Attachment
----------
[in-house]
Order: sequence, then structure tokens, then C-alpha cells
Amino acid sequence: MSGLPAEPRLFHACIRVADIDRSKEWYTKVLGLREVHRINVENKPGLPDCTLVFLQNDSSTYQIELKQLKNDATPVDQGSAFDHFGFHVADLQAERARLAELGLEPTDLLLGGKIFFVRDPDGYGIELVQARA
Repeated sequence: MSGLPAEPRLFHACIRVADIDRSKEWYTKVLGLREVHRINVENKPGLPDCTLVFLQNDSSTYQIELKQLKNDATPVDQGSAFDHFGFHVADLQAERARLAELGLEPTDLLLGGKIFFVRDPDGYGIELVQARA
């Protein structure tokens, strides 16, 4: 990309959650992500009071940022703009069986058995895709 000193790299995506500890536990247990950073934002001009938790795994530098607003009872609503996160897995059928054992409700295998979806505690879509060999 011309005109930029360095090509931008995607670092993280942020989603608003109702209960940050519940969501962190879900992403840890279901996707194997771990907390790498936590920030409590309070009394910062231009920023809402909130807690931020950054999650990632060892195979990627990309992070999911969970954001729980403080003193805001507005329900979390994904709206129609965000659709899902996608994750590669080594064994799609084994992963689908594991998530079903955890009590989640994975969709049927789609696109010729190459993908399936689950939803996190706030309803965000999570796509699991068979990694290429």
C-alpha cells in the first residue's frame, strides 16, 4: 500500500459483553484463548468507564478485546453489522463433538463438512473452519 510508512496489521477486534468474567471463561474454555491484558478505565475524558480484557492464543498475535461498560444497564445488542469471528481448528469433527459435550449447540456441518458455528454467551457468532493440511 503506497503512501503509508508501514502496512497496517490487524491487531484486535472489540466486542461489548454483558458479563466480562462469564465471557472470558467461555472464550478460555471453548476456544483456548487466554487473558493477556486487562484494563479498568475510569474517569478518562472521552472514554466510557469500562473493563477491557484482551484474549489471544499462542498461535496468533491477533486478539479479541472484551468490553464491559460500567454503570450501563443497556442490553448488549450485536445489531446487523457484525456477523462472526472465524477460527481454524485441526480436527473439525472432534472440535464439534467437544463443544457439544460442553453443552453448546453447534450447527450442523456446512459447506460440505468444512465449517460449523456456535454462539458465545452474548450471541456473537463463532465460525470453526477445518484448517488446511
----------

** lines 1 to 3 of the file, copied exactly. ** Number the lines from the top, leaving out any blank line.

[in-house]
Order: sequence, then structure tokens, then C-alpha cells
Amino acid sequence: MSGLPAEPRLFHACIRVADIDRSKEWYTKVLGLREVHRINVENKPGLPDCTLVFLQNDSSTYQIELKQLKNDATPVDQGSAFDHFGFHVADLQAERARLAELGLEPTDLLLGGKIFFVRDPDGYGIELVQARA